Per Montgomery County:
This month, there will be several talks, lectures and other events scheduled across Montgomery County to mark Black History Month. Many will focus on the painful history endured because of slavery and racial injustices. We are grateful to the families that have shared their stories of oppression so that we can understand our true history.
I also wanted to mention there is an exhibit at the Wheaton library this month detailing the tragedy of 3 men who were lynched here in Montgomery County. The exhibit is on display through the end of February to remember the victims and to promote reconciliation and healing.
It’s frightening to me that in the 21st Century there’s still a drive to pretend that horrible, racist acts didn’t happen or don’t matter today. Some people believe racism ended with slavery or with the passage of the Civil Rights Act nearly 50 years ago. It’s not true because we’re still dealing with policies and decisions that stem from lack of educational and economic opportunities and embedded prejudices that go back generations. Change takes a long time, and we must continue to fight for the equity we all deserve.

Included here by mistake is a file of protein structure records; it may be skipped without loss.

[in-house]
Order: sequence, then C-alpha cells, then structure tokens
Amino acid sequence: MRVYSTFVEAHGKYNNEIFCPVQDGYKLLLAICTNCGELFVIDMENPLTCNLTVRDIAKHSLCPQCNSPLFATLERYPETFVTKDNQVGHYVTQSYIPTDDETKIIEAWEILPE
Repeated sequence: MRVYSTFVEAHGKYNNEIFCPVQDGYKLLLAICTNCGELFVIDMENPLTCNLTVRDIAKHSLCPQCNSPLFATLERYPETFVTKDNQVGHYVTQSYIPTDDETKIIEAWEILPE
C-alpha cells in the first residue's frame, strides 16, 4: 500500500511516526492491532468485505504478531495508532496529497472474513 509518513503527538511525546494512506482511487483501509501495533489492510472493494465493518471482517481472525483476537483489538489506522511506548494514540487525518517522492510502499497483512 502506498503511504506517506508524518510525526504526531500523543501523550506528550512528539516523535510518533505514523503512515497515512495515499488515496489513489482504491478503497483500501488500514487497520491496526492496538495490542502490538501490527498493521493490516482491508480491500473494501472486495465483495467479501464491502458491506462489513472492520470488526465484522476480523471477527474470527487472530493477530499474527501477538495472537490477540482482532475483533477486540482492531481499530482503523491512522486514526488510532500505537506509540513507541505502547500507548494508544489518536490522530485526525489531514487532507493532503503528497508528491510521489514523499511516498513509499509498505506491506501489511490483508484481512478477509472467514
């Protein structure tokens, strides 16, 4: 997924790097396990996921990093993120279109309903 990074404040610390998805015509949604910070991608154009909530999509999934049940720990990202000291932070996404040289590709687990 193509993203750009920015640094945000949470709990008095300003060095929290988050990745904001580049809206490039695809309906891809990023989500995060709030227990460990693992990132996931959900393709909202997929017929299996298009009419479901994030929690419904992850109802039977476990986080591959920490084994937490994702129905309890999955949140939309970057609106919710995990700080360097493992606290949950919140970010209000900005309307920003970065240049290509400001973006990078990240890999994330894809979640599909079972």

On Saturday MCDOT will honor Civil Rights pioneer Rosa Parks as it marks Transit Equity Day. This is the fourth year we’ve saved a space on each bus for Parks, marked by commemorative reservation cards encouraging everyone to learn her story. The County also observes December 1 each year as Rosa Parks Day.
Parks was first arrested in 1955 for refusing to vacate her seat on a segregated bus in Montgomery, Alabama for a white man. Her defiance led to boycotts and sparked similar demonstrations highlighting racist and intolerant laws that would eventually change but not until the Civil Rights Act in 1964.
It is more important than ever that we continue to teach Black History in our classrooms as well as in our homes. Just last year, Virginia Governor Glenn Youngkin (R) proposed changes to that state’s history curriculum that erases mentions of slavery, institutional racism and prominent figures of color. This is an outrageous disservice to the students and a warning that we must continue to promote and protect the teaching of Black History and end systemic racism.
Governor Moore’s First State of State Address
This week, Governor Moore gave his first “State of the State” address. I thought the Governor’s address offered new perspectives and priorities missing from the previous administration. I encourage everyone to watch the Governor’s speech.